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Designer Skin LLC v. S & L Vitamins, Inc., et al.
Unauthorized internet reseller of plaintiff’s products is not guilty of trademark infringement, and does not cause actionable initial interest confusion, by using plaintiff’s trademarks in meta tags of website at which plaintiff’s and its competitors’ products are sold, and in...

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American Civil Liberties Union, et al. v. Gary Johnson, et al.

4 F.Supp.2d 1029, No. Civ-474 LH/DJS, 1998 U.S. Dist. Lexis 9849 (D. N.M., June 30, 1998) affirmed, 194 F.3d 1149 (10th Cir. 1999)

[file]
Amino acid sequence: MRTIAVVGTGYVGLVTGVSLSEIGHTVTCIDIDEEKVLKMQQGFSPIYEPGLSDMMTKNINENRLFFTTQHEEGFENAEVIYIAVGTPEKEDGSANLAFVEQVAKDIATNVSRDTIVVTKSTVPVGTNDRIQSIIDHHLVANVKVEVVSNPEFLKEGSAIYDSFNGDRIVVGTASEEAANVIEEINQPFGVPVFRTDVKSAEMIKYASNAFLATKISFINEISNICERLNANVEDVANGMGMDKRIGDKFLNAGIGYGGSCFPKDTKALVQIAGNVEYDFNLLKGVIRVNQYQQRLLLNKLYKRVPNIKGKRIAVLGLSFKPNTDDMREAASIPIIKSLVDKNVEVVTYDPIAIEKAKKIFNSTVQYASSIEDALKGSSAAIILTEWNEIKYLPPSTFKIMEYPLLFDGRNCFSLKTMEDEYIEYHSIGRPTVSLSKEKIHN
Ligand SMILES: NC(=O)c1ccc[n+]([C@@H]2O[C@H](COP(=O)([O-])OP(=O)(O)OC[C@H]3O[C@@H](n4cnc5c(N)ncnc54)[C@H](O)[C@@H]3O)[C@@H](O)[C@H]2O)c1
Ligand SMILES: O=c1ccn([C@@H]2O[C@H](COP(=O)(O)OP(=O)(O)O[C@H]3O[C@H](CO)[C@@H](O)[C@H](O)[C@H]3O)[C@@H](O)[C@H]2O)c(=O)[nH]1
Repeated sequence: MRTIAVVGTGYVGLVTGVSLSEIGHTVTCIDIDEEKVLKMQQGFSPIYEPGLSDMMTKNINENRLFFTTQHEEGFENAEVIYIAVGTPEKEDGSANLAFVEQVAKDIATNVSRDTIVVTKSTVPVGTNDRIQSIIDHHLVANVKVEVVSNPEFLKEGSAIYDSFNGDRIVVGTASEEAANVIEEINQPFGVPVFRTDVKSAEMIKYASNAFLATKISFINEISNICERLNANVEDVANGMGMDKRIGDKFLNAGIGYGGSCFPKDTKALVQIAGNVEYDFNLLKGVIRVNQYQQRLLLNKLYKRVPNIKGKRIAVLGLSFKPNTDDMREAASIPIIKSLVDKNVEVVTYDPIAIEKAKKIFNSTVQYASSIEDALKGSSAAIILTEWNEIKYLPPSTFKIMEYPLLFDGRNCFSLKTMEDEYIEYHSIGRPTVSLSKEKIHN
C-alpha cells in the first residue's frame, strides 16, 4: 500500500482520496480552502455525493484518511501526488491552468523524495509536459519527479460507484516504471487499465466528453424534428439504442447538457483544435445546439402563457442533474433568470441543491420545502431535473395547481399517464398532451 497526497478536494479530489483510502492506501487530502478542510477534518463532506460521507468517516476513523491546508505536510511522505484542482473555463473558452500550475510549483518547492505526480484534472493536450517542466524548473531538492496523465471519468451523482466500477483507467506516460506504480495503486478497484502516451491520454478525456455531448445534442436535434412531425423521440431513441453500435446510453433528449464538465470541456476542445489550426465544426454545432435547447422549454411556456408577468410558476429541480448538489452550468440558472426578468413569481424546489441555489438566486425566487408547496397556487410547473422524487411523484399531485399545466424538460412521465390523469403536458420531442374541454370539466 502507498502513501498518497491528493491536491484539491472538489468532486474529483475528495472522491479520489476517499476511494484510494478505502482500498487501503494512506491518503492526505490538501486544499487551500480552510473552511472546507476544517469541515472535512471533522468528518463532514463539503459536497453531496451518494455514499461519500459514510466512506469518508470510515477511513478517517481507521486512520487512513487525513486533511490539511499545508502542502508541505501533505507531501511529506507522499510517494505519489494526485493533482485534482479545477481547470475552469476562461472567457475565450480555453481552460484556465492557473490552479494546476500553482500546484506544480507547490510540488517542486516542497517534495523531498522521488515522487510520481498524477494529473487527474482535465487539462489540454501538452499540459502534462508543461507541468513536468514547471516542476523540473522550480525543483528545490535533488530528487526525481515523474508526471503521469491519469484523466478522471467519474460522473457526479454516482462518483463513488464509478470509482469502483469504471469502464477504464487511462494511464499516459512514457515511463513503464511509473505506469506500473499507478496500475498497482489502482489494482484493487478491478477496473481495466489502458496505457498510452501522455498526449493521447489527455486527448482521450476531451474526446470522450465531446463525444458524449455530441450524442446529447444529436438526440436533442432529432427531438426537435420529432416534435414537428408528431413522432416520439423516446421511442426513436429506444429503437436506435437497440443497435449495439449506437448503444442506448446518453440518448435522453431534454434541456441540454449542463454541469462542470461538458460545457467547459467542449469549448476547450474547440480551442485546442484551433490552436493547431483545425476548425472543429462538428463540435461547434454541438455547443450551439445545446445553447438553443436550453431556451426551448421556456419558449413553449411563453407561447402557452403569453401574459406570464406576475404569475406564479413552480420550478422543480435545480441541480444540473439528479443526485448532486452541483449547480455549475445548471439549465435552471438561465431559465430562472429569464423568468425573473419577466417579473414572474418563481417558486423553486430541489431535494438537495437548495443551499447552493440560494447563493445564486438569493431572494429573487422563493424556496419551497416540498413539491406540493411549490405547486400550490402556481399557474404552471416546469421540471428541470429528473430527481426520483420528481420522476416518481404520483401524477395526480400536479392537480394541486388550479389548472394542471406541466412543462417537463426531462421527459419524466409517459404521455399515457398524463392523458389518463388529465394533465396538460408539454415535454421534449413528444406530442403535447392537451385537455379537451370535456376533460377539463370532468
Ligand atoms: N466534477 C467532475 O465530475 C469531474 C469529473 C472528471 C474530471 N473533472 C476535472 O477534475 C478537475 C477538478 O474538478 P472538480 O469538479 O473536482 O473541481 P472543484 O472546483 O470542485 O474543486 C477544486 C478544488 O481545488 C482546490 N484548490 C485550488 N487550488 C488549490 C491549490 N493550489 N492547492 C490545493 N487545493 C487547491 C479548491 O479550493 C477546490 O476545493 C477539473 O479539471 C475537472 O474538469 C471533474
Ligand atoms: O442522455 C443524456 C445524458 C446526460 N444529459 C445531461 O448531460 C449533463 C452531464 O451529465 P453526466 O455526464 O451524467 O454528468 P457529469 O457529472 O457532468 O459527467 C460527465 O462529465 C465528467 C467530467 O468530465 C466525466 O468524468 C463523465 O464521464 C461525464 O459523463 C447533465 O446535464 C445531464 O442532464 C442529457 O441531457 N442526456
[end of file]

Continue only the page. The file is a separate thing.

In this case, the court issued a preliminary injunction enjoining enforcement of a New Mexico statute which prohibited the dissemination by computer to persons under 18 years of age of information "harmful to [] minor[s]", or which "depicts actual or simulated nudity, sexual intercourse or any other sexual conduct." The statute, Section 1(A), 1998 New Mexico Laws, Chapter 64 to be codified at N.M. Stat. Ann. §30-37-3.2(A), made the dissemination of such information a crime punishable by up to one year in jail, a fine of up to $1000, or both. The statute's definition of dissemination by computer encompassed e-mail, list-serve communications and maintenance of a website. Plaintiffs utilized these devices to address a number of subjects within the statute's purview, including obstetrics, gynecology, sexual health, art, poetry and sexual abuse. Plaintiffs argued that the New Mexico statute violated their right to free speech under the First Amendment. They also charged that the statute, by regulating "offending" Internet activity both inside and outside of New Mexico, violated the Commerce Clause of the United States Constitution. The Court agreed, and enjoined enforcement of the statute. The statute violated the First Amendment because "it effectively bans speech that is constitutionally protected for adults," is overbroad, does not materially advance a compelling state interest, and "interferes with the rights of minors to access ... material that to them is protected by the First Amendment." The statute violates the Commerce Clause because it regulates conduct occurring wholly outside New Mexico, and places an undue and unreasonable burden on interstate and foreign commerce. Defendants argued that the statute passed constitutional muster because it contained provisions that enabled content providers who undertook one of several proscribed methods of restricting minors' access to their information (such as rating the site, or requiring credit card information) to avoid prosecution. The court disagreed, finding that these defenses were, for all practical matters, unavailable to the majority of content providers.

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